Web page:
The Horror of Being Black Around White People
What is actually more horrifying than axe murderers or the undead? Being a black man meeting the so liberal parents of your white girlfriend. That's the premise of Jordan Peele's festival favorite horror movie Get Out, which stars Daniel Kaluuya as the boyfriend and Allison Williams (flawlessly cast) as the liberal white girlfriend. Shudder.

Tavi Was There. So Was Abbi Jacobson. Together. In the Same Movie
Plus Michael Cera and Philip Baker Hall, all starring in the ensemble comedy Person to Person. It takes place over the course of one day in New York. Like After Hours, but less cocaine, probably.

Meet Yung Patti Cake$
Maybe the most exuberantly joyous film of the fest, with an audience response to match. People fell hard for this story of a young, plus-size female rapper trying to get away from New Jersey and the bullies who live there. Her way out? Undeterred rhymes (“My life is f--kin’ awesome!”) and a hip-group called, adorably, PBNJ. Remember that ultra-charming 2013 film We Are the Best!, about Swedish girls in a punk band, that basically bottled teen spirit? No? Well, go see this anyway when it hits theaters. (Fox Searchlight snapped it up for $9.5 million, among the biggest sales at Sundance.)

Patti Cake$, Sundance hero.

Netflix Finally Lands a Movie People Actually Want to Watch
I suppose there is an audience, technically, for Adam Sandler and Kevin James vehicles. I guess Beasts of No Nation was well-reviewed. But has anyone actually ever brought up a Netflix-branded film in conversation other than to recommend against it? In chasing after the awards season success of Amazon's Manchester by the Sea, Netflix opened its pocketbook for Mudbound, a drama directed by Dee Rees, who made a noisy debut at Sundance in 2011 with her film Pariah. At $12.5 million, it was the most expensive toy in the store, but it has everything—period drama, racial divide, Carey Mulligan—to make a showing come next Oscars season.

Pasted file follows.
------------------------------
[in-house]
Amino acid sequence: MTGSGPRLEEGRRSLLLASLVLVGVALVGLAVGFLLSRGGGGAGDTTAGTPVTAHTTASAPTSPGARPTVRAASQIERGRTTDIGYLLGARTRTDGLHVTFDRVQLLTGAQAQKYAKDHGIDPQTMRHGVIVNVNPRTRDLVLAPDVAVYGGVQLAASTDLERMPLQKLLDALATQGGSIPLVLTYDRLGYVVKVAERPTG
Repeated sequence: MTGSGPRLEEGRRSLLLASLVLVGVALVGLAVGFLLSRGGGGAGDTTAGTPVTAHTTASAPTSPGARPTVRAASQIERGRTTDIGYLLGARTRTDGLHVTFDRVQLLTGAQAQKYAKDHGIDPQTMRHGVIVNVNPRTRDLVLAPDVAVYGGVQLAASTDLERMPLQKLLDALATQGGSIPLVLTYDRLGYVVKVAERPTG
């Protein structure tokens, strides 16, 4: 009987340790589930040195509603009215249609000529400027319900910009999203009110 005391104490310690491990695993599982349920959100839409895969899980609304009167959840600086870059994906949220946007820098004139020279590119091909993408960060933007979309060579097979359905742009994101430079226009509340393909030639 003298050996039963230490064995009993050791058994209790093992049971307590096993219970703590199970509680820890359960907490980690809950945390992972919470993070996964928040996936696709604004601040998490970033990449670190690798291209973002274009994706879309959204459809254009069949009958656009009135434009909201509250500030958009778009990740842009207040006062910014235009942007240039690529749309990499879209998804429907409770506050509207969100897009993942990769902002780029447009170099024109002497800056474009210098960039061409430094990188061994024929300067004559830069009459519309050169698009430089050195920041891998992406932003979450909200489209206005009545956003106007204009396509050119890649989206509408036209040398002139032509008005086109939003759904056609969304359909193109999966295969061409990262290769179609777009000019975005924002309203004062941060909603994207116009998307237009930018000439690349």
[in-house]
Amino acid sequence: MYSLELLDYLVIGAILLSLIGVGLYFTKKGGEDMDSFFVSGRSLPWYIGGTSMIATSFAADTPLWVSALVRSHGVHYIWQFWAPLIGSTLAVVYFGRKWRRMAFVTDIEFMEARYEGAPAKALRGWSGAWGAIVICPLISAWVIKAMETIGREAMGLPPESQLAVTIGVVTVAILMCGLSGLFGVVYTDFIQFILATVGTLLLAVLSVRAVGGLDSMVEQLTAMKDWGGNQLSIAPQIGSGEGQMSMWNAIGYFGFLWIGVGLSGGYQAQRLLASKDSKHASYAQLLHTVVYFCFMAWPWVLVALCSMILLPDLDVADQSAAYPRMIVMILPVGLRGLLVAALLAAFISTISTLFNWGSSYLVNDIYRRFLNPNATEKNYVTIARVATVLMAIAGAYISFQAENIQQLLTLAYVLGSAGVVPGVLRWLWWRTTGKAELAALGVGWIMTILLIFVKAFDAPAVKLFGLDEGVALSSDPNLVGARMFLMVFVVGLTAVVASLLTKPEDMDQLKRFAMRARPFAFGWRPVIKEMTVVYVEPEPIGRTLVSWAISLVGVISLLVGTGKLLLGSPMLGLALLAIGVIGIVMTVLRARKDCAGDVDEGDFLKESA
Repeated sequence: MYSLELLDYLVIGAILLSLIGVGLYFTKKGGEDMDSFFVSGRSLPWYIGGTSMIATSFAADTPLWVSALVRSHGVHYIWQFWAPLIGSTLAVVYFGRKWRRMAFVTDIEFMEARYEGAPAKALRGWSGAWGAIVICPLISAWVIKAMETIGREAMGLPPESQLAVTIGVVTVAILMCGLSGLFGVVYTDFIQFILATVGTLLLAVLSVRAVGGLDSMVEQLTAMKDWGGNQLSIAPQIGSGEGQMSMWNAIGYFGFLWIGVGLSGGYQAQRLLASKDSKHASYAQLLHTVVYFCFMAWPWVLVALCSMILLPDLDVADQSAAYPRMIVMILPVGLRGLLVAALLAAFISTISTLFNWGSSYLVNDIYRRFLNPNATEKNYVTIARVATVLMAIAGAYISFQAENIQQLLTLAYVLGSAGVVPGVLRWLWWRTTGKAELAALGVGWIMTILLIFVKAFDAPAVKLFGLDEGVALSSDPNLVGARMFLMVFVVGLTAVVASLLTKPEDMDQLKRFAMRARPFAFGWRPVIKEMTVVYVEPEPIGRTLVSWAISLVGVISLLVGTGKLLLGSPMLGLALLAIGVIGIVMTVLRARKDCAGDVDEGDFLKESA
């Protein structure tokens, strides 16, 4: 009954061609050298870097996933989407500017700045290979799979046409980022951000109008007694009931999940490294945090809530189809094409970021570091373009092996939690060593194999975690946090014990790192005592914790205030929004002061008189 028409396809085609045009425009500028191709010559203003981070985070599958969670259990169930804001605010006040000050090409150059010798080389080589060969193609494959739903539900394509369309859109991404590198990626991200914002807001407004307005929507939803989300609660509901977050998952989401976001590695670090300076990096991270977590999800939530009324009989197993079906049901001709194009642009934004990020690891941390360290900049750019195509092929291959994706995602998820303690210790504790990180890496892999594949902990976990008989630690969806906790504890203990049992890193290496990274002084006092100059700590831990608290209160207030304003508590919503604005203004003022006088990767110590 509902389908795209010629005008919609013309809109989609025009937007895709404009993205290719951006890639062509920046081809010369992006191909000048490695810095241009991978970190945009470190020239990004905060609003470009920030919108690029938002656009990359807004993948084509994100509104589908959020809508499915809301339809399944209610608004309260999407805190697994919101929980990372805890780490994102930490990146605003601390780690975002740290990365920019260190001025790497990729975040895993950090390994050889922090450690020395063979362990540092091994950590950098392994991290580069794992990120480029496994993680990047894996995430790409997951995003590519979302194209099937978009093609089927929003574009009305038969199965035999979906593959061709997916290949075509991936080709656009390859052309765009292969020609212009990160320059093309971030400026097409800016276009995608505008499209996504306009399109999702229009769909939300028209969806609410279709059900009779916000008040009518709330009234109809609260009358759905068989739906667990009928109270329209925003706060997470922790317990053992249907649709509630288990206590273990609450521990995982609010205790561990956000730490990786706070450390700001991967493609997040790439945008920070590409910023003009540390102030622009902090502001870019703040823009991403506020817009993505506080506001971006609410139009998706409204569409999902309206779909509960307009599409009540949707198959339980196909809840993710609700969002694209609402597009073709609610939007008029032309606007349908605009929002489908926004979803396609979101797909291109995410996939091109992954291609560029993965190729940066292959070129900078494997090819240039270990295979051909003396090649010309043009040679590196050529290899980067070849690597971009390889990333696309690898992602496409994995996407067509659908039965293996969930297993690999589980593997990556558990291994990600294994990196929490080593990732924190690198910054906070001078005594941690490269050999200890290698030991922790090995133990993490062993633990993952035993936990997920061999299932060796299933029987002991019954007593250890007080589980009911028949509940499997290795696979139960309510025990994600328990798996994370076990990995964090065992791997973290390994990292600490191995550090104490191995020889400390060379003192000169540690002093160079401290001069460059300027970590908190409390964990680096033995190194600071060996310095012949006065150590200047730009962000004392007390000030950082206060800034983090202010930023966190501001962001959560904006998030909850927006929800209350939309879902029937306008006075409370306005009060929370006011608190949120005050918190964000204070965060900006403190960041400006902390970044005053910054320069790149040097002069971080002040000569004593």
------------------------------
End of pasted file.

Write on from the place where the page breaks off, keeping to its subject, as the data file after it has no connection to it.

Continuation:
The 2018 Oscars Race Just Got Started
Ah yes, we haven't even held the 2017 Academy Awards, and the speculation has already clicked into gear. The aforementioned Mudbound is a strong contender. It features features two post-WWII families in Mississippi—one is white (Carey Mulligan, Jason Clarke), the other black (Rob Morgan, Mary J. Blige!!)—that become dramatically, and problematically, intertwined. Plus, there may be a strong campaign in the works to make Rees the first black woman to be nominated for Best Director. The other most acclaimed drama at the fest was Luca Guadagnino's Call Me by Your Name. Based on André Aciman's novel, it tells of a coming-of-sexual-age love affair in the Italian countryside between Armie Hammer and Timothée Chalamet. There are plaintive songs by Sufjan Stevens, and whispers of—shhh, real quiet here—Brokeback Mountain, maybe the most incomparable of Sundance success stories. Throw into this prestige sled the delightful Patti Cake$ and The Big Sick, the comedian Kumail Nanjiani's fictionalization of his own love story with his wife, and you have enough weight to start the hurtle downhill towards Oscars 2018.

What's that just over the horizon? It's the 2018 Oscars.

Courtesy of Sundance Institute, photo by Steve Diet.